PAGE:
Wednesday, 23 March 2016

Tan Quee Lan Street

Tan Quee Lan Street. I haven't tried any of the food there, but apparently, the street is much featured by netizens for its food. Anyway, the second part of World Street Food Congress Dialogue 2015 was held in an open field on this street, attracting more than 200 people from all over the world!  Pics taken Feb 2016

I thought this was a rather charming street, with quaint two-storey shophouses neatly juxtaposed with those three storeys high. Actually the refurbished ones (seem refurbished to me) are still quite quaint, with shrubs if not trees growing from their rooftops.

Of course, no traces today of its heydays when opium dens were rife and Chinese brothels (while the neighbouring streets such as Bugis Street housed the Japanese ones). According to the book, Rickshaw Coolie: A People's History of Singapore, 1880 -1940 by James Francis Warren, richshaw pullers were able to earn a few fast bucks from ferrying prostitutes around in this area, and running errands for them. The prostitutes, bedecked with gold jewelry and beautiful clothes, would take the rickshaw, even if it was from one block to the next.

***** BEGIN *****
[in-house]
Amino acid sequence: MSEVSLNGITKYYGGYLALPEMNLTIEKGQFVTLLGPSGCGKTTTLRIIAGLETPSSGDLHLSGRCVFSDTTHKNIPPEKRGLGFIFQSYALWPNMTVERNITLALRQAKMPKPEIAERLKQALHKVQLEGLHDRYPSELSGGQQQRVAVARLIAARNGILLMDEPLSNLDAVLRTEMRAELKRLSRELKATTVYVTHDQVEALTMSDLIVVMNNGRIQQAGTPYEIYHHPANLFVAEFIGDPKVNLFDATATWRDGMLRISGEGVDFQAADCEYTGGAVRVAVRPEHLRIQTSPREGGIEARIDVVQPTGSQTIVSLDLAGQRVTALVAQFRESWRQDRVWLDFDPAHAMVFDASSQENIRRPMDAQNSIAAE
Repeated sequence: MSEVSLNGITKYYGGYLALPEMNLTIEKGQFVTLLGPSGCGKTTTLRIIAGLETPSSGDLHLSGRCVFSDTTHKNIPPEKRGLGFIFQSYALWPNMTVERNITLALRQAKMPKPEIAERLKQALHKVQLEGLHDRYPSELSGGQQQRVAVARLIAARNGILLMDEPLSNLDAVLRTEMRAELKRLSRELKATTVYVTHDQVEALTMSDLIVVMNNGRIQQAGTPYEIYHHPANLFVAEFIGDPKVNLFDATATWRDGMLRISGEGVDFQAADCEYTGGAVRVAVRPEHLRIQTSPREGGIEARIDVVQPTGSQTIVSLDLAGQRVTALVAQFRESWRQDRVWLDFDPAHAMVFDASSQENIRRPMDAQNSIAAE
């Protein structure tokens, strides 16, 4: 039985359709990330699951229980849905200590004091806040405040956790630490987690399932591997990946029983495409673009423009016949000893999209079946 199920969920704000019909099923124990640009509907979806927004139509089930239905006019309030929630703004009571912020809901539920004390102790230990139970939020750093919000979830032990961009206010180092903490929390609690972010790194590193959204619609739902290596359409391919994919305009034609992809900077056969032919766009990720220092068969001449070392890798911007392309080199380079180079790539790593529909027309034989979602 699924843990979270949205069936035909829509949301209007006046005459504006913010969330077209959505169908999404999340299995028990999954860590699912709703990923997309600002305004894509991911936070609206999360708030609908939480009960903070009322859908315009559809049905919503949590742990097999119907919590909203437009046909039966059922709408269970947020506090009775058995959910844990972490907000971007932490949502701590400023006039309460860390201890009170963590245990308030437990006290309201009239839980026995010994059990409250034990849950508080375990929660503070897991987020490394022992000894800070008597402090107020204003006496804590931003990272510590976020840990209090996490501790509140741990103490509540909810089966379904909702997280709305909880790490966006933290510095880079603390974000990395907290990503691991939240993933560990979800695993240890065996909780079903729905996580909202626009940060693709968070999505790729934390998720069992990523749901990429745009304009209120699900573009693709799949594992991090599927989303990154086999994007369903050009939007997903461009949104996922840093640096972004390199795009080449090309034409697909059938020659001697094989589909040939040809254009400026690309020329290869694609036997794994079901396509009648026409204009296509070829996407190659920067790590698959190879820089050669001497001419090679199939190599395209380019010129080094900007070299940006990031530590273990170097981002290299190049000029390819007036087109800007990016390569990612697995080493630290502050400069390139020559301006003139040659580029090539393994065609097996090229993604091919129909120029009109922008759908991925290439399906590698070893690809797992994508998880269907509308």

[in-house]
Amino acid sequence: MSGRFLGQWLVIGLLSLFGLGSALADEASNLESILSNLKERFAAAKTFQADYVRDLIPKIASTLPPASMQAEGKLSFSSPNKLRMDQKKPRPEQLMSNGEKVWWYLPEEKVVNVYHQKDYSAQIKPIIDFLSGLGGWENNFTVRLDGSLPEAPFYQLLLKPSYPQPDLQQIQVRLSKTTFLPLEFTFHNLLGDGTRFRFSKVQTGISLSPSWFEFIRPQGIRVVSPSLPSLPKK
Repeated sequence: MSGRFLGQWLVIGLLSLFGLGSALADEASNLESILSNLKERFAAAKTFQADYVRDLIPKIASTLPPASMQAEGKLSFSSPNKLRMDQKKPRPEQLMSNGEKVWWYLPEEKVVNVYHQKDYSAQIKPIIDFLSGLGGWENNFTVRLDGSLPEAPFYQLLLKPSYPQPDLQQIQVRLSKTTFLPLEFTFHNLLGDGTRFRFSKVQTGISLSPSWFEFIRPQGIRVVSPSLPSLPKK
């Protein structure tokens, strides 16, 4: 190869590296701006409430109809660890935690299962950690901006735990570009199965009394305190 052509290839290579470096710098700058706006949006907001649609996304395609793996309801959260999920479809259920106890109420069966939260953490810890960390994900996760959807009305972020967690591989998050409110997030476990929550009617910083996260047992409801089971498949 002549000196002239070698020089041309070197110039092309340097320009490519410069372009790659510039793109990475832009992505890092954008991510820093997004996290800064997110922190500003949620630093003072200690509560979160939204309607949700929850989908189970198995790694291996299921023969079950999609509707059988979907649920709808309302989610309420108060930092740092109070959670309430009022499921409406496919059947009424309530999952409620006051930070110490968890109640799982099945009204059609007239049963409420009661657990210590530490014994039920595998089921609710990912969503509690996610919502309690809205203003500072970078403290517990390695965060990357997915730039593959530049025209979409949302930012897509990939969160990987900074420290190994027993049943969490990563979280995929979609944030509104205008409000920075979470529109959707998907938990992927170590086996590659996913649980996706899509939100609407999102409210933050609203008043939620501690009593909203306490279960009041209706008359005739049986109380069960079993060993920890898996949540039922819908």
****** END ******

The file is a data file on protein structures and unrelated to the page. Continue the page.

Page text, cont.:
The street was named after a rich Hokkien businessman (died 1904) who owned land at Club Street and elsewhere, including a part of Bukit Timah where his wife was buried. The mystery of an unknown grave at Bukit Brown behind some private houses along Sian Tuan Ave was unraveled by Asia Paranomal Investigators in 2011 and traced to Mrs Tan Quee Lan.

There was also a Quee Lan Hill where the Chinese Weekly Entertainment Club now sits (picture below).
The Chinese Weekly Entertainment Club sits on what used to be Quee Lan Hill.

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